The Building Tradesman Newspaper

Friday, November 16, 2018

Union voters help themselves on Election Day

By Marty Mulcahy, Editor



LANSING - Beginning Jan. 1, 2019 and for the next four years, at least, Michigan's labor unions won't have to worry about having little influence on the next anti-worker legislation that the state Legislature will be cooking up.

Democratic candidate Gretchen Whitmer's victory over Republican Bill Schuette will take care of that - Whitmer has vowed to have labor's back and will veto any further attempted legislative damage to the state's working families. Her election is too late to save the state from right to work, unemployment insurance cuts and prevailing wage repeal - but it will stop further GOP attacks against working people.

“This is a resounding victory for Michigan’s working families who made a clear statement for where they want to see our state head," said Ron Bieber, president of the Michigan AFL-CIO, the day after the Nov. 6 election. "Gretchen Whitmer has always been a champion of working people and her administration will be one that protects our freedoms in the workplace. Working folks have seen eight years of corporate special interests manipulating the rules, and today people said they’d had enough. We’re setting a new course in Michigan, one where we create an economy that works for everyone. We now have a governor who will fix the damn roads, make education a priority, and put the needs of the people first."

Before the election, with strong GOP majorities in both houses of state government, pundits said it would be a major stretch for organized labor to win a friendly Democratic majority in the state Senate, but winning back the state House was a bit less of mountain to climb. Turns out post-election that both houses are still in Republican control, but with less of a majority in each. The Senate will have a 22-16 GOP majority next year (down from a 27-11 supermajority). 

"Nobody can consider this a loss," state Sen. Curtis Hertel told MIRS. "Did anyone think we could have picked up five seats a year ago?" The state Senate hasn't seen a Democratic majority since 1983. The state House will also have a lessened Republican majority on Jan. 1 (58-52), with Democrats gaining five seats following the election.

Michigan was the poster child for being the year of the woman in politics, electing 51 women to the state Legislature on Nov. 6, beating the old record of 37 House and Senate members. At the top of the ticket, in addition to Whitmer in the governor's office, Dana Nessel (D) was voted in as attorney general and Jocelyn Benson (D) won a four-year term as the new secretary of state. On the state Supreme Court, Democrats reduced the 5-2 Republican advantage to 4-3 with the election of Megan Cavanaugh to the state's High Court.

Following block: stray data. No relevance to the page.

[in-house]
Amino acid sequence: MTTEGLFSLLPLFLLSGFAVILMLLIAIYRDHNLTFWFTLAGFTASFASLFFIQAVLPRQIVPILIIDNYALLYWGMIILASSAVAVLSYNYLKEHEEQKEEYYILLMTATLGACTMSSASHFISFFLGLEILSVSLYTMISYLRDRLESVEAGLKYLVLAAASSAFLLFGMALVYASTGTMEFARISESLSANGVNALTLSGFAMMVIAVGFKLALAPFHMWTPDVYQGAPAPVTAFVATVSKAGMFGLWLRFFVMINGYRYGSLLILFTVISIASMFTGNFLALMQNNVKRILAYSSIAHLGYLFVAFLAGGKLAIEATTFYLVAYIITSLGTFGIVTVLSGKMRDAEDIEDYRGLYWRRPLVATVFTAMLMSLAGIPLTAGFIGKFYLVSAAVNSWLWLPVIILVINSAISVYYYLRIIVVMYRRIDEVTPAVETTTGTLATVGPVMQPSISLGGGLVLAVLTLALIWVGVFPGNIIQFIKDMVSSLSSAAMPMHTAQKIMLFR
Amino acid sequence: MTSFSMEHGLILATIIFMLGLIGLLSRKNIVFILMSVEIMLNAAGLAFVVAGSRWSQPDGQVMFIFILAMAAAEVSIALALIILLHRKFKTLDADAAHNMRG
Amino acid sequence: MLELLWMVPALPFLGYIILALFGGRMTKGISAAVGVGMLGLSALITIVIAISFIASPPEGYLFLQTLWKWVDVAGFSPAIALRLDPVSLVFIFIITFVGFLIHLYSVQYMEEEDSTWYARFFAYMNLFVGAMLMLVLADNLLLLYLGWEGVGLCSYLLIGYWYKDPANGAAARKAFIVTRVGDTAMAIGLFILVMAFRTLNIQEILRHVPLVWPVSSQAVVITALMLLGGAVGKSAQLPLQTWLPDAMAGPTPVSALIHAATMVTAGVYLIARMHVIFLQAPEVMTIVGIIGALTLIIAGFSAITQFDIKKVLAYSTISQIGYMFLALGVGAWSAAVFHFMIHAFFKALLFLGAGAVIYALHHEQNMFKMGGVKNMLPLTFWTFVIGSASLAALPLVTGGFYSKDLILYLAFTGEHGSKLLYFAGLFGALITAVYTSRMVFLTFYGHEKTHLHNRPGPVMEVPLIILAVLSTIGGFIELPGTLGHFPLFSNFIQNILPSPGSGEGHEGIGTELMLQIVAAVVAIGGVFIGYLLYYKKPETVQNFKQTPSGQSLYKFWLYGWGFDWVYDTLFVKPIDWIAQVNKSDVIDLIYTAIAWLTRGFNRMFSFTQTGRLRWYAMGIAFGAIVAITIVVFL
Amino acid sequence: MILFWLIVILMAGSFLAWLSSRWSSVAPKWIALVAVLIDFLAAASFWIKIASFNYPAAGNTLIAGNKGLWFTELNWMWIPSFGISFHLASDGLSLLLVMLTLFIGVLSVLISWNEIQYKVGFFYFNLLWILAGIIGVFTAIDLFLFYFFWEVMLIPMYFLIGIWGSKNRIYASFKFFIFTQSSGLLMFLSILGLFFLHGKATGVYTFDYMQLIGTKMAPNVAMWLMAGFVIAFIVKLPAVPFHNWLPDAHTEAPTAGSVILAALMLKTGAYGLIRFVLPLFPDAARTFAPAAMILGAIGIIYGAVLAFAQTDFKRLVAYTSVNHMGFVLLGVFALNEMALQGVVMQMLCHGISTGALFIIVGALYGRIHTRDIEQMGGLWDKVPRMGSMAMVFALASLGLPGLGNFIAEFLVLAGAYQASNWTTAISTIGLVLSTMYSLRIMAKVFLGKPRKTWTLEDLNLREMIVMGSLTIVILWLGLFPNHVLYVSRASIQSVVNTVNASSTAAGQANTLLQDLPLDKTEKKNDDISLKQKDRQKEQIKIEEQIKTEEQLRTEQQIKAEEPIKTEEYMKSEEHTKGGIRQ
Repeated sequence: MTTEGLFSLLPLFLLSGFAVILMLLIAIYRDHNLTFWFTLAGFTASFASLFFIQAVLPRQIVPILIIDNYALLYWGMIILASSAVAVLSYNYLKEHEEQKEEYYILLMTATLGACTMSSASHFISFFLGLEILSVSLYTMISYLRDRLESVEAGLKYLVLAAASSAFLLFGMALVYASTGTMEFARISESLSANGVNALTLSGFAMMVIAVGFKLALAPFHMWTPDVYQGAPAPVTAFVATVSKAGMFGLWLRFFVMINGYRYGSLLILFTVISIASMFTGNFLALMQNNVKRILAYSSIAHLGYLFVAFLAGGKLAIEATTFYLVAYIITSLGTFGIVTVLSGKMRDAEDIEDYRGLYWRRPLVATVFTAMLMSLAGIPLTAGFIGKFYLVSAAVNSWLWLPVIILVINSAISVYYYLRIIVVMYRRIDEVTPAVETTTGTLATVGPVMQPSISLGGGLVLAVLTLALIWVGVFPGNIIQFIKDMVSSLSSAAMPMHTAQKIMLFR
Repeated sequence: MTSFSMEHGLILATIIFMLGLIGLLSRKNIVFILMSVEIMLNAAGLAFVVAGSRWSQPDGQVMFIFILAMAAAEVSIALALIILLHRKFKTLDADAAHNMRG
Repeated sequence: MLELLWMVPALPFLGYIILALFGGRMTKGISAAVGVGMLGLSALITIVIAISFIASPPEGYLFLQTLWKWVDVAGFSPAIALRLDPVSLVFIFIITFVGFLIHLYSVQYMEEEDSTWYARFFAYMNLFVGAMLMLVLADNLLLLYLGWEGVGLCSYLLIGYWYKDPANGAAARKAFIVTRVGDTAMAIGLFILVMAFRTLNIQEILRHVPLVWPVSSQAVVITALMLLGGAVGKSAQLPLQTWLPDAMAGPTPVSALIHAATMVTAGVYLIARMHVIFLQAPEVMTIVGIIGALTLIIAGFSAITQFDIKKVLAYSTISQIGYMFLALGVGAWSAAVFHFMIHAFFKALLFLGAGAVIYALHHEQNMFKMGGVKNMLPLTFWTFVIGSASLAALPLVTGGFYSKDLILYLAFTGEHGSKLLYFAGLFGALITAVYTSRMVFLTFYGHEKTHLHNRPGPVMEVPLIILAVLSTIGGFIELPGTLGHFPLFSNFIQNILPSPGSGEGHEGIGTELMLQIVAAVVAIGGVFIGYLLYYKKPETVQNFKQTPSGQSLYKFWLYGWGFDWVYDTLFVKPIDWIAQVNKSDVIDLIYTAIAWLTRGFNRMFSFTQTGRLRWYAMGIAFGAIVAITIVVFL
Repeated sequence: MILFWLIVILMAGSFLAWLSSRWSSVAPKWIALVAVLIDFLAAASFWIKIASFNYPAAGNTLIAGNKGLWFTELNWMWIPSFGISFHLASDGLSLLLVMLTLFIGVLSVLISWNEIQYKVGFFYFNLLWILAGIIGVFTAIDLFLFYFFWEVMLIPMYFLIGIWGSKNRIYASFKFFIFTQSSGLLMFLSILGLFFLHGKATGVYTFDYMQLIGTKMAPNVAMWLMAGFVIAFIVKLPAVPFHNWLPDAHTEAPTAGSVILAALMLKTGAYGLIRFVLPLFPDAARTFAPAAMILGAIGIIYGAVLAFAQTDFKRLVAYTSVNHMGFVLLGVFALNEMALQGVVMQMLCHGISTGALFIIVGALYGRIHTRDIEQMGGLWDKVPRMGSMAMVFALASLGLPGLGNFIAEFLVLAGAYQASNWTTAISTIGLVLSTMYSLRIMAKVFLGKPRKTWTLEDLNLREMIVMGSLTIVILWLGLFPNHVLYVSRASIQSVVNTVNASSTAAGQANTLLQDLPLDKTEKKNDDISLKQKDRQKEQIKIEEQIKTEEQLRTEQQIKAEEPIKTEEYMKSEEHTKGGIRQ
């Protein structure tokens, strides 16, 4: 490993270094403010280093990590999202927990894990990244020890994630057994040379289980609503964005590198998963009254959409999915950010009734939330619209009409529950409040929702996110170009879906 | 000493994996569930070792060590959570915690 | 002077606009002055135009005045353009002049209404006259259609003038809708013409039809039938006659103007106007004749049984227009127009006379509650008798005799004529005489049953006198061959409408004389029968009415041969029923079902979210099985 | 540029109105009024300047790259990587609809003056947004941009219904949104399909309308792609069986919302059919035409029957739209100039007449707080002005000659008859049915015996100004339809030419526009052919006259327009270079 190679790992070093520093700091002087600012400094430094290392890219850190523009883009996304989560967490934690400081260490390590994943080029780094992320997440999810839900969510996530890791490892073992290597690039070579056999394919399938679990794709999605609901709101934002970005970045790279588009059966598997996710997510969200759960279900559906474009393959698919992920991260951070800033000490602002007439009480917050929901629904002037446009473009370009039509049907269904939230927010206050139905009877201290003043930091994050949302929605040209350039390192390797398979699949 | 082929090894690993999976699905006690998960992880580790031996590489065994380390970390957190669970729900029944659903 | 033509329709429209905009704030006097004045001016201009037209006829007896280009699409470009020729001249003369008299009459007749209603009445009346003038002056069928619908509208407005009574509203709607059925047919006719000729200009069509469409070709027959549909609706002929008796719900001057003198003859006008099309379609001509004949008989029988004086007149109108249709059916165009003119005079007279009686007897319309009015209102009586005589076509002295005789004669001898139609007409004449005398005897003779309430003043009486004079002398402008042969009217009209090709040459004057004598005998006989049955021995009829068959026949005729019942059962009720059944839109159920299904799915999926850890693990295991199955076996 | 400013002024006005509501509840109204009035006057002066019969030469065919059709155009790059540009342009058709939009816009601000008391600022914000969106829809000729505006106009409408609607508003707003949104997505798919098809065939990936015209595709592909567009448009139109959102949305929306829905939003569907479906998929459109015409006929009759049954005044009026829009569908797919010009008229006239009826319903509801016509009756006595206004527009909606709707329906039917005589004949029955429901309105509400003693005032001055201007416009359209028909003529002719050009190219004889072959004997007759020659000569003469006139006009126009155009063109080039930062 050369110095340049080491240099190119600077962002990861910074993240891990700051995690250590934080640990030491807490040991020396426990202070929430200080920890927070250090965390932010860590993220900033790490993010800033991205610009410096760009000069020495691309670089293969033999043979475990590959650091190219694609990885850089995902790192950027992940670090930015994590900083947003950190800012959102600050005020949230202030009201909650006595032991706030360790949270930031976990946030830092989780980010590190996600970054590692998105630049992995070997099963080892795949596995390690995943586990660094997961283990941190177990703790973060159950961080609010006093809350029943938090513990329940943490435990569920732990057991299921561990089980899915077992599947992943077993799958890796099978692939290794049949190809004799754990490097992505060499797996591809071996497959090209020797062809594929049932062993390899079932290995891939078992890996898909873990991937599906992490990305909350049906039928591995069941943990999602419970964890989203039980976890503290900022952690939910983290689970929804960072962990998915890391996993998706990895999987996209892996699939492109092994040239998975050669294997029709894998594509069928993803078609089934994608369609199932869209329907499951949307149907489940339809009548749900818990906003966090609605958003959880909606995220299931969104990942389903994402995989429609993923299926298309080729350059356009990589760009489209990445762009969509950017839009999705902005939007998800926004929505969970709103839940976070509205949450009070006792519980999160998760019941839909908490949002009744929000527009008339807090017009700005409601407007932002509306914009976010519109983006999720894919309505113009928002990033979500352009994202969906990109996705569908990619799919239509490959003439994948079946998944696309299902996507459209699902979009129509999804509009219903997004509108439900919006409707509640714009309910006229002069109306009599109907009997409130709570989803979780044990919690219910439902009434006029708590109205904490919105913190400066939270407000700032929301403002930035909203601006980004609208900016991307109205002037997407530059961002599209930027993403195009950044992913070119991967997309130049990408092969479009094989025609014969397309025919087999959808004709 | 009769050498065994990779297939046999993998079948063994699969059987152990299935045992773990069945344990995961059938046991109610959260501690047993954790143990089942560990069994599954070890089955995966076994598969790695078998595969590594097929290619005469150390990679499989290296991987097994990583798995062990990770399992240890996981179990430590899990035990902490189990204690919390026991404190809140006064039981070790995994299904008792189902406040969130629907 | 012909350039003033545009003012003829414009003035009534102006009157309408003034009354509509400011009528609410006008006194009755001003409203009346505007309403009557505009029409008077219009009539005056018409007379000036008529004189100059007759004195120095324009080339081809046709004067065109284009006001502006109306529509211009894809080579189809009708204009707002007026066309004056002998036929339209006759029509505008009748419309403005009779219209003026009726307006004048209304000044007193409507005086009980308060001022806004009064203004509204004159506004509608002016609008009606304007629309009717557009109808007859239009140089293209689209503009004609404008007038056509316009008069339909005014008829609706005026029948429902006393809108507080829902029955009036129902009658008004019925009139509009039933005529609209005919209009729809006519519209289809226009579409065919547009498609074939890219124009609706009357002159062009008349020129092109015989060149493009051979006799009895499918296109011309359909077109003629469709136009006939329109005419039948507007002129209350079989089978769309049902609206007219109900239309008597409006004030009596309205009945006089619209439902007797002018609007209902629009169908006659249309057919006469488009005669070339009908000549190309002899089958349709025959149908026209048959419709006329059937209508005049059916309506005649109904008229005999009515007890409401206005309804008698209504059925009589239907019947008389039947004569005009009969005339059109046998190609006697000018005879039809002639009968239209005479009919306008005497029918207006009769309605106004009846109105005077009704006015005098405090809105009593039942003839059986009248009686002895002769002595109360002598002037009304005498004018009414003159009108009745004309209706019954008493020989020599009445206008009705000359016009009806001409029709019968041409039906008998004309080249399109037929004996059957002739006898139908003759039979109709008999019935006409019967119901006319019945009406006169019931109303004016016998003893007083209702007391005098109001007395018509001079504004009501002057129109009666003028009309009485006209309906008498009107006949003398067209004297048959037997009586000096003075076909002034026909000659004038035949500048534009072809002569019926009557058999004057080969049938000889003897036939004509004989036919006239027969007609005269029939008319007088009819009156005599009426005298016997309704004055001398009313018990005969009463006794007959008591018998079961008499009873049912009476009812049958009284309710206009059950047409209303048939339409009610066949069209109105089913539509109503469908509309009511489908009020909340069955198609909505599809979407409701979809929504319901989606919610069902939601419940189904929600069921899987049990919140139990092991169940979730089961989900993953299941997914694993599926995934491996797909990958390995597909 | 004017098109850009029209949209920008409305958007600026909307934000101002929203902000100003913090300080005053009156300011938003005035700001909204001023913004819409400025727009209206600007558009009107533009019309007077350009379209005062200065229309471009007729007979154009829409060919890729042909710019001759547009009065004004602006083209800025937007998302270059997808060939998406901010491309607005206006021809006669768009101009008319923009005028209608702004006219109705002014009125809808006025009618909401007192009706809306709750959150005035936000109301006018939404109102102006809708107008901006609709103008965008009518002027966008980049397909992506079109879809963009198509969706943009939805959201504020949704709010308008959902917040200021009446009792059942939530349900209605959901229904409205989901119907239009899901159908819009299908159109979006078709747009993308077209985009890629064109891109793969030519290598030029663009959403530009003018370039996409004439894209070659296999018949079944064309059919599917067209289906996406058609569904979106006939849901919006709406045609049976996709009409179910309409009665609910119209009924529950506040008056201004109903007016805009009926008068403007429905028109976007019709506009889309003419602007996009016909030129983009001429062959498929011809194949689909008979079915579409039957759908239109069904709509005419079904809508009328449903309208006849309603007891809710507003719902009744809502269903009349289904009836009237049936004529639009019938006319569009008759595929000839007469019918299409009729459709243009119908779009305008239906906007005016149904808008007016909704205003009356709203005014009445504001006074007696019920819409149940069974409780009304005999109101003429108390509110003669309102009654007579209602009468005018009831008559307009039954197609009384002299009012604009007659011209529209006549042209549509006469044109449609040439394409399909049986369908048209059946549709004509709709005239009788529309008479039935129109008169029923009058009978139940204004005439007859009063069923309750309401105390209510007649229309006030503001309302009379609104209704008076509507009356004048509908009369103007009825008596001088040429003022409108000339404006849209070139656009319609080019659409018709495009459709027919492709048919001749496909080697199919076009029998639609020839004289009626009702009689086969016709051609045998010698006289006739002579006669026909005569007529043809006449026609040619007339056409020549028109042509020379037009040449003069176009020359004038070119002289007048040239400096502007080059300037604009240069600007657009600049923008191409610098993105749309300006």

More (worker-friendly) women are also going to Congress: Elissa Slotkin (D-Holly) won her race for in the 8th District and Haley Stevens (D-Rochester Hills) won in the 11th District. 

"I just think it's great that we're electing people who are more representative of the electorate," said IBEW Local 58 Registrar Jeannette Bradwhaw. "We did have a good turnout of union members with this election, and there were positive outcomes for the state's working people. But we have a lot of work to do to get our issues, our point of view out there."

And some other candidates with union associations who were endorsed by the Michigan Building and Construction Trades Council and elected or re-elected to public office on Nov. 6 are sure to be worker-friendly: Steve Claywell, Kellogg Community College trustee; Jon DeRoo, Anchor Bay Board of Education trustee; Scott Hiller, Warren Woods Board of Education trustee; Matt Koleszar, State Representative, District 20; Val Pod, New Haven Board of Education trustee; Dana Polehanki, State Senator, District 7, and Grace Trudell, Howell Board of Education trustee. 

In Congress, Democrats flipped the House from Republican control, gaining 27 seats. Dems will now enjoy a 221-198 margin for the next two years. Republicans increased their hold on the U.S. Senate, and will now have a more comfortable 54-46 majority.

Beyond the union-member candidates themselves running for office, overall, the Michigan AFL-CIO said Nov. 8 that it "celebrated a significant increase in labor-endorsed candidates elected to office in Tuesday’s election, and declared a clear mandate for a pro-labor agenda in the coming legislative year."

The state labor federation said the wins in Michigan include 207 labor-endorsed candidates, including 77 candidates who are union members or come from union households.

“The labor movement helped elect an unprecedented wave of union members and pro-worker allies across Michigan on Tuesday. Voters sent a clear message to Lansing and Washington, D.C. that they want legislators who will support working people,” Bieber said. “With the clear mandate that labor secured in this election, it’s time we deliver pro-labor policies and clear results for working families. We’re excited to work with Gretchen Whitmer, Jocelyn Benson, Dana Nessel and the rest of those elected Tuesday to support our freedoms in the workplace and protect our ability to earn a fair return on our work.”